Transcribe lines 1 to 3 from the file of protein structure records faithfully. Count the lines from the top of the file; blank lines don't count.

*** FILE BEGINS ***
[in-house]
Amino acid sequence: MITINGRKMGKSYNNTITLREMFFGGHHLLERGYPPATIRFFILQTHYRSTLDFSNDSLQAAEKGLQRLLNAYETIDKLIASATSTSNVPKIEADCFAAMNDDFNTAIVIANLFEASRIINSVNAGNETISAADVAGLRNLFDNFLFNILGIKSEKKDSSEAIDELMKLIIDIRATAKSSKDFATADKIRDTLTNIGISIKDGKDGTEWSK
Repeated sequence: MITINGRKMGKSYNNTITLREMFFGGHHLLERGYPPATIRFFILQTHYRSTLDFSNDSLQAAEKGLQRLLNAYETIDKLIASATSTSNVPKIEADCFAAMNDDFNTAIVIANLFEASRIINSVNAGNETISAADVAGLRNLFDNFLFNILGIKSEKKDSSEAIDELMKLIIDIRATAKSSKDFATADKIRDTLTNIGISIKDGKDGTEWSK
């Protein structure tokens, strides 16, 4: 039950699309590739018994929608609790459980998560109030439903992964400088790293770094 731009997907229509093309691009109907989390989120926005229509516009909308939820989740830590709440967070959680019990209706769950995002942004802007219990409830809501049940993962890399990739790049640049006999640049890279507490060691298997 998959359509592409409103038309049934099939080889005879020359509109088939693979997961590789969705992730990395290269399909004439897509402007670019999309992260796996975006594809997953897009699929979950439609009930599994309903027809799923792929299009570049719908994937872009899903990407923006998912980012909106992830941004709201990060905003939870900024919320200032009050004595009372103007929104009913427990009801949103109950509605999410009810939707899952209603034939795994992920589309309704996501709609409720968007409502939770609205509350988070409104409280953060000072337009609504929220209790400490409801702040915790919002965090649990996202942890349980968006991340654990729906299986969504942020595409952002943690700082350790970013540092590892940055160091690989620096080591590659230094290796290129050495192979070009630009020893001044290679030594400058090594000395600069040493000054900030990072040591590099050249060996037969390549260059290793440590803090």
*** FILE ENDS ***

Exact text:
[in-house]
Amino acid sequence: MITINGRKMGKSYNNTITLREMFFGGHHLLERGYPPATIRFFILQTHYRSTLDFSNDSLQAAEKGLQRLLNAYETIDKLIASATSTSNVPKIEADCFAAMNDDFNTAIVIANLFEASRIINSVNAGNETISAADVAGLRNLFDNFLFNILGIKSEKKDSSEAIDELMKLIIDIRATAKSSKDFATADKIRDTLTNIGISIKDGKDGTEWSK
Repeated sequence: MITINGRKMGKSYNNTITLREMFFGGHHLLERGYPPATIRFFILQTHYRSTLDFSNDSLQAAEKGLQRLLNAYETIDKLIASATSTSNVPKIEADCFAAMNDDFNTAIVIANLFEASRIINSVNAGNETISAADVAGLRNLFDNFLFNILGIKSEKKDSSEAIDELMKLIIDIRATAKSSKDFATADKIRDTLTNIGISIKDGKDGTEWSK